This post was updated Jan. 8 at 7:51 p.m.
No. 4 UCLA jumped on Stanford quickly, took a double-digit lead early and cruised the rest of the way.
Not a bad way to win a basketball game.
The UCLA student section lined up as early as 2 p.m. for a 5 p.m. tipoff, stretching the line up Bruin Walk and all the way around down Charles E. Young Drive to watch the Bruins (16-1, 3-1 Pac-12) take an easy 89-75 game over the Cardinal (8-8, 0-4).
— Derrek Li (@DerrekLi) January 9, 2017
With classes starting again tomorrow, not a bad way to begin the winter quarter.
Of course there were still issues to sort out, especially in the second half.
“It’s kind of fun, you’re at 16-1 and yet you can still see an awful lot of growth that we still have ahead of us and things we got to work on to get better and improve, and that’s a positive,” said coach Steve Alford. “If we were 16-1 and can’t do things any better, then I think we’d plateau out, but I think the ceiling for this team is still very, very high, and that’s exciting.”
After taking a commanding 48-30 lead into halftime off crisp ball movement and stifling defense, UCLA just couldn’t figure out how to put the game to bed.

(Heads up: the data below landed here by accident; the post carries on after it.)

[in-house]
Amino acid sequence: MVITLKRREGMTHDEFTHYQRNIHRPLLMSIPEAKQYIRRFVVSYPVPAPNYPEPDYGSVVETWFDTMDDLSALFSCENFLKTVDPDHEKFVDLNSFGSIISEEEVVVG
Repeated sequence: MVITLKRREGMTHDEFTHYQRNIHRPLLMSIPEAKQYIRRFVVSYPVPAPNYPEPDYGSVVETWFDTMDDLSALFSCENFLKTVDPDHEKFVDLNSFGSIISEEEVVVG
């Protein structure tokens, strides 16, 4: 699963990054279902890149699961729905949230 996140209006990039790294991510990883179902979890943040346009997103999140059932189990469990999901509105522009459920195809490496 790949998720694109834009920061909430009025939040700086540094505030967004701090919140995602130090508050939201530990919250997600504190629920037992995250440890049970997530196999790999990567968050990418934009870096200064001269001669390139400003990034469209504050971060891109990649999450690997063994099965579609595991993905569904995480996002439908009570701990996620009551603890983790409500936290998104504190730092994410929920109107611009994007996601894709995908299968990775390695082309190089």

The Bruins shot 52.8 percent from the field and dished out 15 assists on 19 total made shots in the first half, then got a bit more lazy and wild resulting in 46.2 percent shooting and seven assists on 12 field goals.
“Just focus, we just got to put two halves together,” Ball said.
But the defense held up on the other end, holding the Cardinal to just 37.8 percent shooting the entire game.
As has been the case for most of the season, Stanford just couldn’t keep up with UCLA’s talented freshmen duo of guard Lonzo Ball and forward TJ Leaf. Ball finished the night with 21 points, eight assists, six rebounds, two blocks and three steals, and Leaf added 15 points, 10 rebounds, six assists, two blocks and a steal.
Senior guard Bryce Alford balanced it out with 17 points on 66.7 percent shooting while senior guard Isaac Hamilton still had a difficult time finding his range.
Over the last three games Hamilton shot a freezing 2-of-24 from the field, and while he was aggressive in looking for his shots tonight, results were mixed.
He did score 15 points, but needed 15 shots to do so and shot just 1-of-7 from the 3-point line.
But against the Cardinal, the Bruins didn’t need everyone firing on all cylinders.
“You always want to be in control in games, and the way we played in the first half allowed us to be in control of the game the whole second half, even when they threw their best punches at us,” Alford said.
A big home crowd and the now-expected impressive showing from their star freshmen were more than enough.